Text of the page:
Ahmadi-nejad is quite ignorant about the larger world. On his recent visit to Saudi Arabia he was unable to talk directly with the King because he does not even speak Arabic --- the sacred language of the Koran. Apparently he left Saudi Arabia in a huff because the King told him what kind of danger he was creating for his own people. The Saudis must view him as a dangerous ignoramus. By comparison, many of the surrounding rulers, like King Abdullah of Jordan, are worldly and sophisticated. Even Bashar Assad went to school in France and Britain.
One hypothesis is that Ahmadi-nejad is engaging in a grand provokatsya, trying to trigger an emotional reaction from the West --- either retreat, or an unsustainable attack. Now that's not going to work with Bush and Cheney, who are pretty good poker players. It's not going to work with Tony Blair, in spite of the depressing recent performance of the Royal Navy. It's not going to work with Israel, which will fight all out, but only when it absolutely must. Oddly enough, these chimp displays only work to scare the Western public, especially on the Left, which may be slowly emerging out of its state of denial by seeing Ahmadi-nejad doing his nuclear song and dance.
Strategically, any action against this hair-raising regime must occur at a time and place of our choosing.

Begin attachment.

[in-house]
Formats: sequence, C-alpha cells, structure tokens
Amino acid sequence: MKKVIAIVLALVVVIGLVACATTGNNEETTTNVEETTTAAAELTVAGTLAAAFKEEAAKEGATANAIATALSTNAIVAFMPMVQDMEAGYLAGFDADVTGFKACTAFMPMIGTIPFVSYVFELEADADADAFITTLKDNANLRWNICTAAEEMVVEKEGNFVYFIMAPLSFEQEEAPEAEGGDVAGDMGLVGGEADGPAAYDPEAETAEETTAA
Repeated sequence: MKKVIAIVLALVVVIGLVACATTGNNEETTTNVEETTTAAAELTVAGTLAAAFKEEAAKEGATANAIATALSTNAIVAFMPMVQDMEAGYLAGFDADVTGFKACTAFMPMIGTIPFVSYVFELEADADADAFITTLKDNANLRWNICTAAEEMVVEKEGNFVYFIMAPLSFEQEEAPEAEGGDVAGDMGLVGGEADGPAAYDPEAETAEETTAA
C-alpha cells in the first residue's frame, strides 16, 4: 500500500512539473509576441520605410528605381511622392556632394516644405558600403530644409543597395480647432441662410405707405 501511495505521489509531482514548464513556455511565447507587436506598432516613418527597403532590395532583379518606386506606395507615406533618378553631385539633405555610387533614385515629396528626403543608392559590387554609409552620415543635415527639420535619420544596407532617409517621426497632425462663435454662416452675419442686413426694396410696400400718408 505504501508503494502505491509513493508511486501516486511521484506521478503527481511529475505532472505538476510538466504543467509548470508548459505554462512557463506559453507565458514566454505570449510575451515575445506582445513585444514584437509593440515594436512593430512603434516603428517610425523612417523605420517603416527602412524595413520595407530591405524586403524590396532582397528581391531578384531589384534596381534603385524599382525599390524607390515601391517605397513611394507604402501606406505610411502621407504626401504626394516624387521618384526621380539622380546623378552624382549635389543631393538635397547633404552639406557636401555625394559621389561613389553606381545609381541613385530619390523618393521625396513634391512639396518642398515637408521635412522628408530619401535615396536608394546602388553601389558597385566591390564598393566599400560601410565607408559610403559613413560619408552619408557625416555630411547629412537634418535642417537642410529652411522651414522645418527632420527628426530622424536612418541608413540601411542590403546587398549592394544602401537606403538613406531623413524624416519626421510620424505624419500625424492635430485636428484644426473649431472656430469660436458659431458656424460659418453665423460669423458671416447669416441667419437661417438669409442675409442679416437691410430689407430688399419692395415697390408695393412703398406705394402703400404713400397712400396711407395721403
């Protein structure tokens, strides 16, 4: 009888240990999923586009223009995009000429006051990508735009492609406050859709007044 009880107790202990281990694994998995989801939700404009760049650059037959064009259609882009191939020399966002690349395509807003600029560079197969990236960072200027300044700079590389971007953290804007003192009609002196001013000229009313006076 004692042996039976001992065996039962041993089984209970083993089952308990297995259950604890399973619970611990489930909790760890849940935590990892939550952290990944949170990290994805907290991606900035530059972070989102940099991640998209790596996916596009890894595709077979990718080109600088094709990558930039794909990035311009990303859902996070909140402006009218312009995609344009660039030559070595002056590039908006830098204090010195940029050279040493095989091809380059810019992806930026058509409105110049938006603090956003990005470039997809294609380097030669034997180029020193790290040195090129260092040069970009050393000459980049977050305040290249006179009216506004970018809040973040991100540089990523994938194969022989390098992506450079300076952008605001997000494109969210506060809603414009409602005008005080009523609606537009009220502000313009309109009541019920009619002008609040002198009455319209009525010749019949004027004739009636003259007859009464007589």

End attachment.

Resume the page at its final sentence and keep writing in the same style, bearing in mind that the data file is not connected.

If and when we go for regime change in Tehran, it must be fast, clean, and evoked by clear and present danger.
Well, Ahmadi-nejad is helping to set the stage. Already 52 percent of Europeans, not famous for thinking clearly about rogue regimes, believe that violence may be justified to overthrow the Khomeinist regime. That's a couple of years after most of them threw screaming fits about the overthrow of Saddam. Ahmadi-nejad's chimp display seems to be having the opposite effect he intended. [...]
(bold emphasis mine) I think this chimp theory does explain a lot. And it's not hard to see how Ahmadinejad's terror techniques as interrogator would not play well on the world stage, and could even backfire.
I remember the Soviet Union being quite full of bravado, right up until it's collapse. Could we be witnessing something similar with Iran? Many people also believe that Iran exaggerates it's technological prowess and progress, but that is debatable. Because they are so secretive, it's difficult to know exactly how far they have advanced. Yet even the Soviet Union, which already had nuclear bombs and technology, crumbled none the less. Weapons and technology couldn't save them from their self-created internal problems.
Iran is still a very real potential danger, but will it continue in it's current form long enough to bring Ahmadinejad's plans to fruition? James Lewis looks in detail at the dynamics at work in and around Iran, and the pressures bearing on them. The West may indeed have good reasons for not using military force just yet. I recommend reading the whole article.
What can we do with a country like Iran? LOTS.
We have many, many non-military options for dealing with Iran.